IMPORTANT: A member gives advice on improving password security

IMPORTANT: A member gives advice on improving password security

from Recon News

29 November 2016

By Nigel Whitfield, Director at BLUF - Recon member LondonSubNigel

Recently news broke of a massive hack against a company that operates straight dating sites. Back in September, it was revealed that details of as many as 500 million Yahoo accounts had been compromised in 2014. Before that, LinkedIn, Adobe, Ashley Madison and others have been in the news.

It's time for everyone - and especially kinky people - to take passwords seriously.

We don't know too many details yet about the most recent victim, Adult Friend Finder, but whoever's been attacked, the consequences can be disastrous.

In particular, if you use the same password for more than one site, you could be putting not just yourself at risk, but other users of sites like Recon could be potentially exposed.

How does that work?

Imagine someone's obtained your Yahoo password after their hack back in September. They may also have your birthday and other information, as a result of the same hack. Once the information is stolen, it's often offered for sale online, where unscrupulous people can buy it.

If you've used the same password for your online banking as for a site that was hacked, it's not safe anymore. Think that doesn't happen? In November, 20,000 customers of Tesco bank had money taken from their account by hackers.

Whatever else you do, you should always make sure any financial service you use online has a password that you don't use for anything else you do on the internet.

A common habit lots of people have is to take that advice and not use the same password for "important" things like banking as they do for other sites. But, instead of remembering lots of different passwords, they use the same one for lots of the "not important" sites.

You could be putting other people at risk

Perhaps you're "not ashamed to own my kink." That's great – but not everyone is lucky enough to be in the same boat.

You might be wondering exactly what could happen. So, say you've got a kinky Tumblr, which is part of Yahoo. You think it's not "life or death," so you've used the same password for some other sites, including Recon.

Now, if someone has access to your Yahoo password, they also have access to your Recon account. Via that, they can potentially see photos and profiles that are not visible to the public, of people you may not even know. Those people - and their kink interests - have essentially been outed, because of your shared password. Anyone you exchange messages with could have more details exposed, if someone views your inbox.

What can you do?

You might think this is a small enough chance not to worry about, and what can you do anyway? Firstly, I think as kinksters we have a responsibility to look out for each other, including with online privacy, and secondly it's quite simple - and more importantly free - to protect yourself. Start by using good passwords.

For starters, make sure it's hard to guess. So, don't pick the name of your partner, with their birthdate put on the end, for example. Too easy! If a site allows, you can use a long password – perhaps a line of a poem – but not all of them are smart enough for that, and many include restrictions, like making you include punctuation and numbers.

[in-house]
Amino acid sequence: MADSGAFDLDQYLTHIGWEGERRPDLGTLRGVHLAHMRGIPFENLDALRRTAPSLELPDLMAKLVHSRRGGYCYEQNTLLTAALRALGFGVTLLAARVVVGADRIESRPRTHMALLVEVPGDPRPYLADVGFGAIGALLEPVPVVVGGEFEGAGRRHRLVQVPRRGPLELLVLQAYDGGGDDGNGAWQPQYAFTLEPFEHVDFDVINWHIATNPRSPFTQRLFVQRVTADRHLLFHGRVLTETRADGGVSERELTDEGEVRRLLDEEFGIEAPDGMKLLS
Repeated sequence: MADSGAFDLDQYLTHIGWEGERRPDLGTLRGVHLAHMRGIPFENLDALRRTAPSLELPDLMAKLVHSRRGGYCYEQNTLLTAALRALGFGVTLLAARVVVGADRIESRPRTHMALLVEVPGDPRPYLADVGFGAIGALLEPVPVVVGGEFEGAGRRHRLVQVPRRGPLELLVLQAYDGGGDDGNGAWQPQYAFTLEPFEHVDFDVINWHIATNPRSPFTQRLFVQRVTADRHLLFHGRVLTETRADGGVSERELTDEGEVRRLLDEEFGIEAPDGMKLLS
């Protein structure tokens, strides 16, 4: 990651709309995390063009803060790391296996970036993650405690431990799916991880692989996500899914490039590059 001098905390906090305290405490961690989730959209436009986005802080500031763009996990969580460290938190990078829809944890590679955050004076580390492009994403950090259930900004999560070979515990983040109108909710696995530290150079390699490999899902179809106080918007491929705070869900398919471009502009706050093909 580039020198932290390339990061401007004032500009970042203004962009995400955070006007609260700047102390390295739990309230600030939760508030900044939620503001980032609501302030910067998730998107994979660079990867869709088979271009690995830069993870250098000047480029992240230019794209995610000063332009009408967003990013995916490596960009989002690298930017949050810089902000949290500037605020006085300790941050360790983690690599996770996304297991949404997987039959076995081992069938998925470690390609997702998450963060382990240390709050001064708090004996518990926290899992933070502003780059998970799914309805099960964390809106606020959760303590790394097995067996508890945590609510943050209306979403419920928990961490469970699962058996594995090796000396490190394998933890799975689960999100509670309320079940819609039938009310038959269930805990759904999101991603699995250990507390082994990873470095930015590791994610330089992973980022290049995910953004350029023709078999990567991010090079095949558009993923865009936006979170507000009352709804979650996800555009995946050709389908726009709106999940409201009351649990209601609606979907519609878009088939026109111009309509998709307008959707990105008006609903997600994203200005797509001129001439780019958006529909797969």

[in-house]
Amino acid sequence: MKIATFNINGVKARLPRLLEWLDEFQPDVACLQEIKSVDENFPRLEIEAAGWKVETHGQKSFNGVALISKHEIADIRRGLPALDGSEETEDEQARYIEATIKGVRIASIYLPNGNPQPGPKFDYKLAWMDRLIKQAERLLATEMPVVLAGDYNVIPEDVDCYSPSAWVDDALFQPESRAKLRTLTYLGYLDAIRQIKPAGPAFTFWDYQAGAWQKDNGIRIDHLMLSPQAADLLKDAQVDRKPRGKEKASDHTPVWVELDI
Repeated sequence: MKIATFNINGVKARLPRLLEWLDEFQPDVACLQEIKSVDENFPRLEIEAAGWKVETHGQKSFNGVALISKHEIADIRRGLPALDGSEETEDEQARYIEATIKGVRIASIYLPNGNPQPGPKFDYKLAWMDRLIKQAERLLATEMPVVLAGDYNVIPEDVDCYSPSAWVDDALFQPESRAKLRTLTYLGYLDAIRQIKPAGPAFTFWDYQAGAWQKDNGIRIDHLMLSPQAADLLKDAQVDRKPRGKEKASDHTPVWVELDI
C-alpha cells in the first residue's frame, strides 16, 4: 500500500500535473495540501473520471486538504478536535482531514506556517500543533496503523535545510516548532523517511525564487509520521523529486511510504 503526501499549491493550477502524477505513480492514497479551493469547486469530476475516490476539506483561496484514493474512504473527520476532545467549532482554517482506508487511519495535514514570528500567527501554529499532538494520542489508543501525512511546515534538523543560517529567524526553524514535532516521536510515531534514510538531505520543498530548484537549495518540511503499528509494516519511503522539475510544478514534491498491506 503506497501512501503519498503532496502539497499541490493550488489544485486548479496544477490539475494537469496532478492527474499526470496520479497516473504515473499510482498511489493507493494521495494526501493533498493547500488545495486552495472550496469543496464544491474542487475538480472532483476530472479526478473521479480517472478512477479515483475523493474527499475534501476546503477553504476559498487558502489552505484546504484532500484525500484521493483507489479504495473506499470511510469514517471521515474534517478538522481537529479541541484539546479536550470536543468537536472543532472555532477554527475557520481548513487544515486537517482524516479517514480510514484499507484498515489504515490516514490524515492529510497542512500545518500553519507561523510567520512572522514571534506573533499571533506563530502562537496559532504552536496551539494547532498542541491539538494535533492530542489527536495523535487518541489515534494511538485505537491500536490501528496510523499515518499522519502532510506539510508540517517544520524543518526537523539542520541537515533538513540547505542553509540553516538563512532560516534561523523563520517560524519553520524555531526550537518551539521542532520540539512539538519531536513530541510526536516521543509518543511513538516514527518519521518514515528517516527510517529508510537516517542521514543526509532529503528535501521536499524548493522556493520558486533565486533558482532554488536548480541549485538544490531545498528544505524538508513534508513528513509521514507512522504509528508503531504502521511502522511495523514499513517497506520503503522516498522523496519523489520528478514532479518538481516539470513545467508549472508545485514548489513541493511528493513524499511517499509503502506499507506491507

The best way to cope with all these is to use a password manager app. These are programs that work with your web browser, storing (encrypted, so they can't be opened by other people) all your passwords. When you start your computer, you enter the master password for the password manager, to unlock your 'vault.'

Which password manager?

The two most well know password managers are LastPass and 1Password. Both have free versions (on 1Password, for mobile only), but offer more for people who pay. I think the best choice at the moment is LastPass (see link below).

That's because LastPass has just improved their free version, to include syncing between devices, which you used to have to pay for. That means that you can set it up on both your computer at home, and your phone or tablet. Once the password to your Recon account has been saved on the computer, it will automatically be available when you start the Recon app on your phone. You just have to tap once, and the login details are filled in on the app for you.

LastPass - and other password managers - will also create complicated passwords for you. For well known sites, it can change the existing password to a new one with just one click. That makes it easy to have a different password for every site, and all you have to remember is the master password, or a PIN code on mobiles.

In short, a password manager doesn't have to cost you anything, saves you the hassle of remembering and typing passwords, and protects both you and other users of sites you use. Download one today.

Have I been compromised?

As I said at the beginning, here have been many high-profile hacks in recent years, including MySpace, Ashley Madison, Adobe and LinkedIn, with hundreds of millions of people's details compromised, going back years.

A well-known security researcher set up a site called 'Have I Been Pwned', where you can enter your email address, and it will tell you if it is found in the hacked databases from a range of sites. It's a good idea to check there from time to time, and to make sure that you change the password on any sites that have been breached in the past, or where you've used the same password for more than one site. (See below for a link to the site)

A link to the earlier version of this post, with more technical details, can be found below. There's also a link to a Recon Support article that will advise you on how to change your Recon password, should you wish to.